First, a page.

Apartment Project Advances
After pulling together financing from a variety of sources, a Lancaster developer broke ground yesterday on a $15 million apartment project at the southern end of the city. The building, slated to rise at 800 S. Queen St., addresses what local officials see as a critical need: housing that is affordable for people who live and work in Lancaster. But it also marks one of the largest projects in the region to take advantage of a Trump-era tax incentive called Opportunity Zones.
What's the project: A 52-unit apartment building conceived by Lancaster-based OZFund Inc., a firm led by entrepreneur Jeremy Feakins.
· The apartments will include studios, one-bedrooms and two-bedrooms affordable to people making less than 80% of the area median income. Affordable is typically defined as costing no more than 30% of income.
· The building also will include a roughly 7,000 square-foot grocery/convenience store with a focus on fresh and healthy items, said Feakins.
· In addition, it will feature a “green roof” -- essentially a rooftop garden for the use of residents -- that will help absorb rainwater.
· Construction is slated to wrap up in fall 2024, according to Paula Vitz, government affairs director at OZFund.
· The site itself was formerly home to a store called Rebmans, a name being revived for the apartment building (pictured below).
· The designer is York-based architecture firm Warehaus. The construction contractor is Wormleysburg-based Steel Works Construction.
What about the financing: It flowed from a variety of sources.
· Chambersburg-based F&M Trust extended a senior construction loan of about $7.5 million.
· State programs also contributed.
· OZFund was awarded a $1 million grant from the Redevelopment Assistance Capital Fund, for example, and about $1.1 million from grant programs operated by the Pennsylvania Housing Finance Agency.
· The Pennsylvania Infrastructure Investment Authority, or PennVest, floated a low-interest, $1.8 million loan to help cover the costs of stormwater remediation and the green roof.
· Other money comes in the form of equity investments from OZFund, a qualified investment fund under the Opportunity Zone program.
How does that work: Investors who direct money into Opportunity Zones can defer or reduce taxes on capital gains for a set period of time.
· But they generally must invest through qualified funds like OZFund.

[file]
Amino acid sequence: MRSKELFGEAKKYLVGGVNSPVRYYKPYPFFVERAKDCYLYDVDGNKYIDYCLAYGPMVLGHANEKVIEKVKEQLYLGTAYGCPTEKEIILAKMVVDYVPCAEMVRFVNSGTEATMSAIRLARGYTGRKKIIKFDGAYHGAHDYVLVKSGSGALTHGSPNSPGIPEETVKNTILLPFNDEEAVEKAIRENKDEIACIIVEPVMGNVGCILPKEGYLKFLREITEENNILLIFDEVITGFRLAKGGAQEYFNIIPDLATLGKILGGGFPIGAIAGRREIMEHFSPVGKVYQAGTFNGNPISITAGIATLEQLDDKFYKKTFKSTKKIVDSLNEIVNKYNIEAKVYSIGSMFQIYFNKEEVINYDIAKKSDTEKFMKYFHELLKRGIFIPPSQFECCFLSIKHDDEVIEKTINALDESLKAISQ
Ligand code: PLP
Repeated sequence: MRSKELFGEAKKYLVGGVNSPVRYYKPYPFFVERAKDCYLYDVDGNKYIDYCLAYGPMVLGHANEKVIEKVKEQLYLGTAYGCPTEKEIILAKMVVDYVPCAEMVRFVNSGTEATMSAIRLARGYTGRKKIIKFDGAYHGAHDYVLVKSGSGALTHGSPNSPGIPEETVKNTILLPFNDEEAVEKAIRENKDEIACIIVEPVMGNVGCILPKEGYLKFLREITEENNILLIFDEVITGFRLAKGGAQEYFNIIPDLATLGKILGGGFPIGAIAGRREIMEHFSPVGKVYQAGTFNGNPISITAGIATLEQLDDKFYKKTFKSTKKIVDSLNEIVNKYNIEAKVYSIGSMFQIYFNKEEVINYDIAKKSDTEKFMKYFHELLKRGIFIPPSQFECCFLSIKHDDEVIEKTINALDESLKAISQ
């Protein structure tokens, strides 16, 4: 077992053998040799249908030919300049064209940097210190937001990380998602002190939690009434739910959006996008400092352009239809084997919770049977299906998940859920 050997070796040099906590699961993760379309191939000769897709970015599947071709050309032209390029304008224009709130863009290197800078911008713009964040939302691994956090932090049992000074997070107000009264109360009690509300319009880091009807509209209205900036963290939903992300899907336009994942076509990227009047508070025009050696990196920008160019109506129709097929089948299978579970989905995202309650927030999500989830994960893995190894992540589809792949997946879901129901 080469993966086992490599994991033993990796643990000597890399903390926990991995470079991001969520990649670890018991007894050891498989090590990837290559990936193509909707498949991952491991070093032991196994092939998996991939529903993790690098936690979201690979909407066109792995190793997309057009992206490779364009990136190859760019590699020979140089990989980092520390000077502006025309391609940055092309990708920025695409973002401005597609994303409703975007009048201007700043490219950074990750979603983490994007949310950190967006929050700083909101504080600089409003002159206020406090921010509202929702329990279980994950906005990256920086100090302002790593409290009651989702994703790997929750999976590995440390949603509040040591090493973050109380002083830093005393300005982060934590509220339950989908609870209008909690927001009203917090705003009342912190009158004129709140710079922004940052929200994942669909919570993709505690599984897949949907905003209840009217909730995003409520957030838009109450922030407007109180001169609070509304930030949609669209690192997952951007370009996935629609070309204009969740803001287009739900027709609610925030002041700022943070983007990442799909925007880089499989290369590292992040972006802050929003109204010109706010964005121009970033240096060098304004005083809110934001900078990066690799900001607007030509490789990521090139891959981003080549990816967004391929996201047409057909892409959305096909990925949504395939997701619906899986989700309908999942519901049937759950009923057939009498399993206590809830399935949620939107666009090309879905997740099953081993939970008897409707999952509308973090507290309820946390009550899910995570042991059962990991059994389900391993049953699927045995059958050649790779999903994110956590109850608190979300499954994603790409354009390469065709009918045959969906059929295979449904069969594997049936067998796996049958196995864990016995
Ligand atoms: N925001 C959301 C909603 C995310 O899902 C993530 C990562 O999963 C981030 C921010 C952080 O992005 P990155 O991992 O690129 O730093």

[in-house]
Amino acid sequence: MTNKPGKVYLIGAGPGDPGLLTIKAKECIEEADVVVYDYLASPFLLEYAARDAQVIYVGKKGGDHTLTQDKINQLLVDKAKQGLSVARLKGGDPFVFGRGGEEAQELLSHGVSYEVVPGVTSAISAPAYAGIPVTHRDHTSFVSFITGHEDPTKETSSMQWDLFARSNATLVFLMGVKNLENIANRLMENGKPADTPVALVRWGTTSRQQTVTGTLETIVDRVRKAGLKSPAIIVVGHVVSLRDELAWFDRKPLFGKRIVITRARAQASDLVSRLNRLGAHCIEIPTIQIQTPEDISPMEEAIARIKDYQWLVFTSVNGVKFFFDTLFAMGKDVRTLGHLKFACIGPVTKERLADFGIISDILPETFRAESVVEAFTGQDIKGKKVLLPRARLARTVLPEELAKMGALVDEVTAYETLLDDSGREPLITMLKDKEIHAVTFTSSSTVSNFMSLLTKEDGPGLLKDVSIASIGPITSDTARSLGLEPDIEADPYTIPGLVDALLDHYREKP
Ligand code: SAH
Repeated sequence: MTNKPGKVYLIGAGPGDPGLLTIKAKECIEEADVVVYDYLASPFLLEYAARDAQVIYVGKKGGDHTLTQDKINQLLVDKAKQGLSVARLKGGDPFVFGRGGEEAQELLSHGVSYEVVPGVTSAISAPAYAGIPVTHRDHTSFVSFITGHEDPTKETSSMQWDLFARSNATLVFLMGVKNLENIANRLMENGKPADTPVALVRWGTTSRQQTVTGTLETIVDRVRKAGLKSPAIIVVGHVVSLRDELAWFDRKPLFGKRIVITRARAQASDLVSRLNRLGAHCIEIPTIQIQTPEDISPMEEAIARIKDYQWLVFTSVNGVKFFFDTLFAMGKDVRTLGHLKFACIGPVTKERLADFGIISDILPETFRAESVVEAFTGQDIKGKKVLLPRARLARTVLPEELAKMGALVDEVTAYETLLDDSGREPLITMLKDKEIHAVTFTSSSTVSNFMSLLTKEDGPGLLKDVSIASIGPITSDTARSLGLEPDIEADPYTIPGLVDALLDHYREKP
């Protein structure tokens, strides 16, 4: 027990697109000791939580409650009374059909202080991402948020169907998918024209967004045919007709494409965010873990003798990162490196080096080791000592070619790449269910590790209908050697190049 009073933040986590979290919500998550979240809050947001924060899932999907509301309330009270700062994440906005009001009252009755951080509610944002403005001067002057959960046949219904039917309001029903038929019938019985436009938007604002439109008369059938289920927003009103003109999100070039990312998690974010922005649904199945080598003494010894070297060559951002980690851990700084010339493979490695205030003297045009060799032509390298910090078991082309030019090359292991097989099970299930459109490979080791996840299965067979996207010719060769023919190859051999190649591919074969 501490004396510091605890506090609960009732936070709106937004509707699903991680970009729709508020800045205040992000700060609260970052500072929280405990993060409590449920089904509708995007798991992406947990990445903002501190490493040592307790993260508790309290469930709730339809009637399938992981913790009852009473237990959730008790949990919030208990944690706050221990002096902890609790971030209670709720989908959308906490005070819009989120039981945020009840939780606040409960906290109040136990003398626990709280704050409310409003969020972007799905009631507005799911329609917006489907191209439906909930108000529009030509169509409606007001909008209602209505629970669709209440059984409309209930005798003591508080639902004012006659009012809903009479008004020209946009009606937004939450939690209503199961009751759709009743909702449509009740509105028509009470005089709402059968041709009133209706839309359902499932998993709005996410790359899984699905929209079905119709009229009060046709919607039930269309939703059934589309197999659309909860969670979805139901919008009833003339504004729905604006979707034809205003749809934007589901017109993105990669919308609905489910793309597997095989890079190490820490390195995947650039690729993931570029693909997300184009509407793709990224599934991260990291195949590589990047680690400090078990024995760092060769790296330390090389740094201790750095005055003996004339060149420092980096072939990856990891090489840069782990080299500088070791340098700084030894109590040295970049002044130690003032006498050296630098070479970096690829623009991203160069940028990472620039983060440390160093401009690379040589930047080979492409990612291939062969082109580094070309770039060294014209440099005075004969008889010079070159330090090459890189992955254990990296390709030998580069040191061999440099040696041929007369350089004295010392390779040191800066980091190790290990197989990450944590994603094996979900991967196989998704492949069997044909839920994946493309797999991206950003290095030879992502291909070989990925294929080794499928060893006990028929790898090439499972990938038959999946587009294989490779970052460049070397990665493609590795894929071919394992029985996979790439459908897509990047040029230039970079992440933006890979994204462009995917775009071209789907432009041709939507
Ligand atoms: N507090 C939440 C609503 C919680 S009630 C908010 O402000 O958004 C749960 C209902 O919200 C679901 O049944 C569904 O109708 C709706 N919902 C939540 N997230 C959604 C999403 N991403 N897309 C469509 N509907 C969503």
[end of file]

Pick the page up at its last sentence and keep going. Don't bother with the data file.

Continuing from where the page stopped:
· There are more than 8,700 Opportunity Zones around the country, including 300 in Pennsylvania.
· The zones are mostly in urban and rural areas with low-income populations and few prospects for outside investment.
Are they making a difference: It depends on who you ask.
· When the program was rolled out in 2018, critics argued it was just a tax break for wealthy investors and that money would flow to projects that would have happened anyway.
· Five years later, research is painting a more complex picture.
· Studies have found that nearly half of the country’s opportunity zones have attracted investment, with most of it going to residential development.
· Whether the investments are benefiting communities that need help remains something of an open question.
· The program is “moving tens of billions of dollars into thousands of low-income and high-poverty communities and generating significant economic effects,” the Economic Innovation Group, a bipartisan public policy group, wrote in an overview of recent research. “But we know too little about the size and diversity of OZ investment activity in the targeted neighborhoods themselves, and we in the research community are not armed with the data necessary to closely examine the extent to which the policy will improve the welfare of local residents over time.”
· Federal lawmakers have proposed legislation that would increase transparency for the program while safeguarding taxpayer info, among other tweaks.
What's next: OZFund is considering additional projects in Columbia and in Hagerstown, Maryland.
· "Our business model is to design and build affordable rental properties for America's working families," Feakins said at yesterday's groundbreaking, which was attended by city, county and state officials. "Today marks a significant milestone in our commitment to uplifting neighborhoods and improving the lives of our working families."